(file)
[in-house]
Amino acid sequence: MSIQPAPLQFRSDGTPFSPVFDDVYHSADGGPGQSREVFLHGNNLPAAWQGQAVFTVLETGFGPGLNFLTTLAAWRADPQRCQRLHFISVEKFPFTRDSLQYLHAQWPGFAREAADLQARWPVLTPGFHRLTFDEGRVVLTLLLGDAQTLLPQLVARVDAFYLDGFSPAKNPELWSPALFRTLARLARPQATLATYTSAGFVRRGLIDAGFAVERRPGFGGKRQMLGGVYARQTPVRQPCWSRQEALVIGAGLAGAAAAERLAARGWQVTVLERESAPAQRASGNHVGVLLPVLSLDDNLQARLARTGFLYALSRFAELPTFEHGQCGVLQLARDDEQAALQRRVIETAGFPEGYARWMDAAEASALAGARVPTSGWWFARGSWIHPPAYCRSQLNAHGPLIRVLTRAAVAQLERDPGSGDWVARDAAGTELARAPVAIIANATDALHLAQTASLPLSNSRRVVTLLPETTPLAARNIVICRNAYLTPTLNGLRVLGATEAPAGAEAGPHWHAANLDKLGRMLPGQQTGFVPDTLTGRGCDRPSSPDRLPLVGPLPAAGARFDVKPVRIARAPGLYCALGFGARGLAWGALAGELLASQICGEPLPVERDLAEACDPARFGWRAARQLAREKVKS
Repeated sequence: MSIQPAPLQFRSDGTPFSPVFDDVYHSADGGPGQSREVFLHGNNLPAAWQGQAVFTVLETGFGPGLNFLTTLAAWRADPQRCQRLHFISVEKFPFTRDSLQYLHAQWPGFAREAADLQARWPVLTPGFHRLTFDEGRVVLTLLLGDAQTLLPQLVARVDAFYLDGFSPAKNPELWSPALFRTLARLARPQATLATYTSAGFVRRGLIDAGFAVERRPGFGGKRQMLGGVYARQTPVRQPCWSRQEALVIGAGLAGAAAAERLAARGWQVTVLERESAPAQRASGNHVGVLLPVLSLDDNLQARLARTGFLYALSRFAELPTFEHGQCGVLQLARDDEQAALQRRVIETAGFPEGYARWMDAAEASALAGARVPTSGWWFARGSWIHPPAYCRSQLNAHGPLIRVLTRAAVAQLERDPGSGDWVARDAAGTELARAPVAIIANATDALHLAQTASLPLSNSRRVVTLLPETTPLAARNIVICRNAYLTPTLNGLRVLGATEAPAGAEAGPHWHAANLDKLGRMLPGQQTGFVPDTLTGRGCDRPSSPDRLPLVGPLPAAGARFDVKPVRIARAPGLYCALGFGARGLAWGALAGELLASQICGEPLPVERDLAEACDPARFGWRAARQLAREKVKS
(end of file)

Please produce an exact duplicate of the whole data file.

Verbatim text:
[in-house]
Amino acid sequence: MSIQPAPLQFRSDGTPFSPVFDDVYHSADGGPGQSREVFLHGNNLPAAWQGQAVFTVLETGFGPGLNFLTTLAAWRADPQRCQRLHFISVEKFPFTRDSLQYLHAQWPGFAREAADLQARWPVLTPGFHRLTFDEGRVVLTLLLGDAQTLLPQLVARVDAFYLDGFSPAKNPELWSPALFRTLARLARPQATLATYTSAGFVRRGLIDAGFAVERRPGFGGKRQMLGGVYARQTPVRQPCWSRQEALVIGAGLAGAAAAERLAARGWQVTVLERESAPAQRASGNHVGVLLPVLSLDDNLQARLARTGFLYALSRFAELPTFEHGQCGVLQLARDDEQAALQRRVIETAGFPEGYARWMDAAEASALAGARVPTSGWWFARGSWIHPPAYCRSQLNAHGPLIRVLTRAAVAQLERDPGSGDWVARDAAGTELARAPVAIIANATDALHLAQTASLPLSNSRRVVTLLPETTPLAARNIVICRNAYLTPTLNGLRVLGATEAPAGAEAGPHWHAANLDKLGRMLPGQQTGFVPDTLTGRGCDRPSSPDRLPLVGPLPAAGARFDVKPVRIARAPGLYCALGFGARGLAWGALAGELLASQICGEPLPVERDLAEACDPARFGWRAARQLAREKVKS
Repeated sequence: MSIQPAPLQFRSDGTPFSPVFDDVYHSADGGPGQSREVFLHGNNLPAAWQGQAVFTVLETGFGPGLNFLTTLAAWRADPQRCQRLHFISVEKFPFTRDSLQYLHAQWPGFAREAADLQARWPVLTPGFHRLTFDEGRVVLTLLLGDAQTLLPQLVARVDAFYLDGFSPAKNPELWSPALFRTLARLARPQATLATYTSAGFVRRGLIDAGFAVERRPGFGGKRQMLGGVYARQTPVRQPCWSRQEALVIGAGLAGAAAAERLAARGWQVTVLERESAPAQRASGNHVGVLLPVLSLDDNLQARLARTGFLYALSRFAELPTFEHGQCGVLQLARDDEQAALQRRVIETAGFPEGYARWMDAAEASALAGARVPTSGWWFARGSWIHPPAYCRSQLNAHGPLIRVLTRAAVAQLERDPGSGDWVARDAAGTELARAPVAIIANATDALHLAQTASLPLSNSRRVVTLLPETTPLAARNIVICRNAYLTPTLNGLRVLGATEAPAGAEAGPHWHAANLDKLGRMLPGQQTGFVPDTLTGRGCDRPSSPDRLPLVGPLPAAGARFDVKPVRIARAPGLYCALGFGARGLAWGALAGELLASQICGEPLPVERDLAEACDPARFGWRAARQLAREKVKS